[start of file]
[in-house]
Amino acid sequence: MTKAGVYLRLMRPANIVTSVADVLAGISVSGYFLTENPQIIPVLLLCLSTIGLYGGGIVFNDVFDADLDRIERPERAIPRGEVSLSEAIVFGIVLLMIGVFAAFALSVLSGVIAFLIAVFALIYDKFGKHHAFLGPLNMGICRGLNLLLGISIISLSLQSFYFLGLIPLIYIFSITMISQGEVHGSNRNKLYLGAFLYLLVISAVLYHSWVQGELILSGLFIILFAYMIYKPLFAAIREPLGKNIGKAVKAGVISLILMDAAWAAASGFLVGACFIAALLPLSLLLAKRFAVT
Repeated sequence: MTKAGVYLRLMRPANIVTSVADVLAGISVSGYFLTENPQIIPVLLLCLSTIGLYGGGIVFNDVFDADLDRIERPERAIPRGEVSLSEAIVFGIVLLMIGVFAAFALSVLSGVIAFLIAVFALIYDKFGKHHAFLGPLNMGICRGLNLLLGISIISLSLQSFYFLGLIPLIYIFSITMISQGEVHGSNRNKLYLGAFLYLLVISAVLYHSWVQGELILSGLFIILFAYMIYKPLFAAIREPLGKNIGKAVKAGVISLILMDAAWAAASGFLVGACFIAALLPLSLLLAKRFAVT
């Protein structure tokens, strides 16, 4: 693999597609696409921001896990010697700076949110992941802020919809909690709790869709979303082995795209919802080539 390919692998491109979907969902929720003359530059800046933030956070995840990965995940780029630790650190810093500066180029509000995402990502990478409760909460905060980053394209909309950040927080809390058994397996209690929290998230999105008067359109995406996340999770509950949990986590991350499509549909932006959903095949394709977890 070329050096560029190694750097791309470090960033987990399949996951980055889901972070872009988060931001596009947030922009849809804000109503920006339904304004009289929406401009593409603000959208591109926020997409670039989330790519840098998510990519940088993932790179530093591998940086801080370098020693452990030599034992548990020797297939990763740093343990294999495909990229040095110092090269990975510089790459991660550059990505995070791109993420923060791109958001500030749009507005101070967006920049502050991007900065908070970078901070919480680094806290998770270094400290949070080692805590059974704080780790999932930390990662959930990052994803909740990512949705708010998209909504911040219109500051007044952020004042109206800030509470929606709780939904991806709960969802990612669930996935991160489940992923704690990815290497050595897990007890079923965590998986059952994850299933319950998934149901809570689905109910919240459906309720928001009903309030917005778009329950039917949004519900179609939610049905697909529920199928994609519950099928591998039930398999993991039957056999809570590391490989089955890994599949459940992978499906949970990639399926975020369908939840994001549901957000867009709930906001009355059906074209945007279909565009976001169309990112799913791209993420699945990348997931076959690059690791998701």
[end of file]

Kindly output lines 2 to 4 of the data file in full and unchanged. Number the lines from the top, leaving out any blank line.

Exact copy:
Amino acid sequence: MTKAGVYLRLMRPANIVTSVADVLAGISVSGYFLTENPQIIPVLLLCLSTIGLYGGGIVFNDVFDADLDRIERPERAIPRGEVSLSEAIVFGIVLLMIGVFAAFALSVLSGVIAFLIAVFALIYDKFGKHHAFLGPLNMGICRGLNLLLGISIISLSLQSFYFLGLIPLIYIFSITMISQGEVHGSNRNKLYLGAFLYLLVISAVLYHSWVQGELILSGLFIILFAYMIYKPLFAAIREPLGKNIGKAVKAGVISLILMDAAWAAASGFLVGACFIAALLPLSLLLAKRFAVT
Repeated sequence: MTKAGVYLRLMRPANIVTSVADVLAGISVSGYFLTENPQIIPVLLLCLSTIGLYGGGIVFNDVFDADLDRIERPERAIPRGEVSLSEAIVFGIVLLMIGVFAAFALSVLSGVIAFLIAVFALIYDKFGKHHAFLGPLNMGICRGLNLLLGISIISLSLQSFYFLGLIPLIYIFSITMISQGEVHGSNRNKLYLGAFLYLLVISAVLYHSWVQGELILSGLFIILFAYMIYKPLFAAIREPLGKNIGKAVKAGVISLILMDAAWAAASGFLVGACFIAALLPLSLLLAKRFAVT
């Protein structure tokens, strides 16, 4: 693999597609696409921001896990010697700076949110992941802020919809909690709790869709979303082995795209919802080539 390919692998491109979907969902929720003359530059800046933030956070995840990965995940780029630790650190810093500066180029509000995402990502990478409760909460905060980053394209909309950040927080809390058994397996209690929290998230999105008067359109995406996340999770509950949990986590991350499509549909932006959903095949394709977890 070329050096560029190694750097791309470090960033987990399949996951980055889901972070872009988060931001596009947030922009849809804000109503920006339904304004009289929406401009593409603000959208591109926020997409670039989330790519840098998510990519940088993932790179530093591998940086801080370098020693452990030599034992548990020797297939990763740093343990294999495909990229040095110092090269990975510089790459991660550059990505995070791109993420923060791109958001500030749009507005101070967006920049502050991007900065908070970078901070919480680094806290998770270094400290949070080692805590059974704080780790999932930390990662959930990052994803909740990512949705708010998209909504911040219109500051007044952020004042109206800030509470929606709780939904991806709960969802990612669930996935991160489940992923704690990815290497050595897990007890079923965590998986059952994850299933319950998934149901809570689905109910919240459906309720928001009903309030917005778009329950039917949004519900179609939610049905697909529920199928994609519950099928591998039930398999993991039957056999809570590391490989089955890994599949459940992978499906949970990639399926975020369908939840994001549901957000867009709930906001009355059906074209945007279909565009976001169309990112799913791209993420699945990348997931076959690059690791998701």